As you may have noticed, on a number of occasions I get asked questions that I simply can’t answer. I received one such question this week, about the history of the Hebrew language. Here is how the questioner phrased it:
What is our earliest evidence for Hebrew as a written language? I’ve been to apologetic seminars where they say it’s long been said by atheists that the Hebrew Bible can’t be trusted because the Hebrews didn’t have a written language until well after the stories in the OT would’ve taken place. The evidence that the Hebrews had a written language in close proximity to the Biblical stories is based on pottery evidence and things of that nature. I’m sure these are topics you are very familiar with and I’d appreciate your take.
It’s actually amazing how many topics I’m not familiar with at all! So, not knowing the answer, I asked a colleague of mine who is an expert in Hebrew philology, Joseph Lam (he teaches courses in my department in Hebrew and other Semitic languages, and on the religion, culture, and literature of the Ancient Near East, and in Hebrew Bible; his office is across the hall from mine). I simplified the question to get the heart of it. This is what I said in an email to him.
Someone has asked me the question below. Damn if I know! I don’t need a long exposition, just a basic answer will do (some kind of inscription?)
What is our earliest evidence for Hebrew as a written language?
Here is his very helpful response.
It depends on what you define as Hebrew. We have a number of inscriptions from Palestine in the late 2nd millennium/early 1st millennium BCE (which is when Hebrew mostly likely branched off as a distinct language from the broader “Canaanite” family of languages), but early Hebrew and Canaanite are difficult to distinguish from one another, especially in short inscriptions (sometimes a single word). For a long time the standard answer was the Gezer Calendar from the late 10th century (900’s) BCE, but I now think that text is better described as Phoenician or common Canaanite. Others would say the more recently discovered Khirbet Qeiyafa ostracon (11th/10th century), but there are various oddities to that text that make it difficult to classify. There are also a number of short inscriptions from Tel Rehov that have been dated archaeologically to the 10th/9th centuries. The upshot is, there are a number of candidates from the 10th/9th centuries, but certainly by the 8th century we have many more unambiguously “Hebrew” inscriptions.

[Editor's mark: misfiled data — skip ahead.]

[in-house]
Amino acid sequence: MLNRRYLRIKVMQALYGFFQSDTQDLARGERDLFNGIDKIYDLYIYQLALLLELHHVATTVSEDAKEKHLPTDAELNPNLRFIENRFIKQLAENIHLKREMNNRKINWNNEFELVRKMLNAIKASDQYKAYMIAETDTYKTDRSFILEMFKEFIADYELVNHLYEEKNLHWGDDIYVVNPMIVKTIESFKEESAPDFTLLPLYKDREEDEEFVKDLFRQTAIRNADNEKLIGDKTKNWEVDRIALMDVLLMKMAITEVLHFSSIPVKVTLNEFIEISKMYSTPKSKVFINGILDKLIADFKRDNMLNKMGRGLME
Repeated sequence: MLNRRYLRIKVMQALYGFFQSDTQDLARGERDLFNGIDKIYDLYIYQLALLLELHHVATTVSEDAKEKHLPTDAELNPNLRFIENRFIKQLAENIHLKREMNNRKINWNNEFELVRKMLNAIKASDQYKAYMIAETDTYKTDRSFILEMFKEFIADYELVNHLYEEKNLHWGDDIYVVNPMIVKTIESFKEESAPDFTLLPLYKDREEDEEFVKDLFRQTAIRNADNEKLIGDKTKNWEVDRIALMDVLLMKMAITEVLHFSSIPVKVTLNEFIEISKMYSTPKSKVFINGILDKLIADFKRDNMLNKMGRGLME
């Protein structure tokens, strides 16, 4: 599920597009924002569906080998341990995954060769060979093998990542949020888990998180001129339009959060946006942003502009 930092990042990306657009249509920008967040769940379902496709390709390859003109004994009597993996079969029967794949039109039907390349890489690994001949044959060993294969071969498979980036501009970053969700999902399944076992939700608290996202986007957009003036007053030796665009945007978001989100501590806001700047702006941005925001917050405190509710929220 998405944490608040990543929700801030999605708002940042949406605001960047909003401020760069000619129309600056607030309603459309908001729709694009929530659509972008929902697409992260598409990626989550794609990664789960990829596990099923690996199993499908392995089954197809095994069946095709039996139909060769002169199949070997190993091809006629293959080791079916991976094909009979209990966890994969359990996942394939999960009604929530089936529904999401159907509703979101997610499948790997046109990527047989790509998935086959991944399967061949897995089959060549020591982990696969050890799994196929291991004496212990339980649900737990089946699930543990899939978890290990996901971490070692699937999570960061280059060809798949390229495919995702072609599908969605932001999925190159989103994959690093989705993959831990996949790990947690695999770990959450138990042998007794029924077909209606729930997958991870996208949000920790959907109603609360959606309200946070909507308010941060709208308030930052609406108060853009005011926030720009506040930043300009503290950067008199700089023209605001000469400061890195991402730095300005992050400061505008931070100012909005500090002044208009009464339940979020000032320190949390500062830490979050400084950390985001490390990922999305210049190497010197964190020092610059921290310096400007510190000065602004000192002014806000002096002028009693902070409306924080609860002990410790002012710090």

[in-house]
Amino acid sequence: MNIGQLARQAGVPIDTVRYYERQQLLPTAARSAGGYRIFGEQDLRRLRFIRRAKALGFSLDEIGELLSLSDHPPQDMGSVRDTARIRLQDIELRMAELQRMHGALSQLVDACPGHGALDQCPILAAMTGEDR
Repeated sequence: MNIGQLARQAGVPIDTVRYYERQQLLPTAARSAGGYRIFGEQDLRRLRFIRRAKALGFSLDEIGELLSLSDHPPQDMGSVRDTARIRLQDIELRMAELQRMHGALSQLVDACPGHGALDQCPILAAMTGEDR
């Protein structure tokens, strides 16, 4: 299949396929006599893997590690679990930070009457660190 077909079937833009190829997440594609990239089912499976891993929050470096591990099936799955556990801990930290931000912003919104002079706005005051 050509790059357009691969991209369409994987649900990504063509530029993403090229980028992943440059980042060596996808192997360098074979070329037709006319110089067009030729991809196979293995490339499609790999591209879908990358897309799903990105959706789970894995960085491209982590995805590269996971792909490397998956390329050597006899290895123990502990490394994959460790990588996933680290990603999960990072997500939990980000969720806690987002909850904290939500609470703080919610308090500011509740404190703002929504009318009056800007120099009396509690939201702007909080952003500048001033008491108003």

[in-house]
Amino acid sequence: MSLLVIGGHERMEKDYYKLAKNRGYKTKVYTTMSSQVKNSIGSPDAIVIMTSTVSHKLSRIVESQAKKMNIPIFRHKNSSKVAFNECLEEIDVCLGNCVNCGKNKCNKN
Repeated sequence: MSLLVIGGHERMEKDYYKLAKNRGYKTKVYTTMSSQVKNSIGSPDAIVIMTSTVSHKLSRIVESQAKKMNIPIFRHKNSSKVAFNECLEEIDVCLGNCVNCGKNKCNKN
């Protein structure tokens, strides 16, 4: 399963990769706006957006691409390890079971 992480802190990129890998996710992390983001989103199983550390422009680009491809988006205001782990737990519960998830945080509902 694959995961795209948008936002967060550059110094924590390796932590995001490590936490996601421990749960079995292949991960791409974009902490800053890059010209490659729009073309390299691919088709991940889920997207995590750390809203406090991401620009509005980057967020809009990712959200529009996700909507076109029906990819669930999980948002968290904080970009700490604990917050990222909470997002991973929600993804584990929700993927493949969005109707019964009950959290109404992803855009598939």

For more detail, I would recommend to your readers the following online article (and the article to which it responds): https://www.biblicalarchaeology.org/daily/biblical-artifacts/inscriptions/what%E2%80%99s-the-oldest-hebrew-inscription/
As a follow-up, I said/asked the following:
Fantastic. Just what I needed. The questioner was not a scholar, but an interested lay person, who was especially interested in the question of whether, if there was a Moses living in say the 13th c BCE, he would have been able to write. Do you have an opinion? (I myself don’t think there *was* a Moses, but still, assuming there was…)
Here is Joseph’s short and very interesting response.
If there was a Moses, raised in the Egyptian court, he probably would have learned to write in Egyptian! The texts of the Pentateuch, whoever wrote them, are NOT in 13th century language; they are in classical 1st millennium Hebrew. Whatever a hypothetical 13th century Moses wrote, whether in Egyptian or Canaanite or something else, that’s NOT what we have preserved in the Pentateuch.
I regularly answer questions on the blog (or get someone else who actually knows answer them for me!). If you belonged, you would get all questions and answers, as well as numerous other posts, every week. So if you don’t belong, JOIN!!!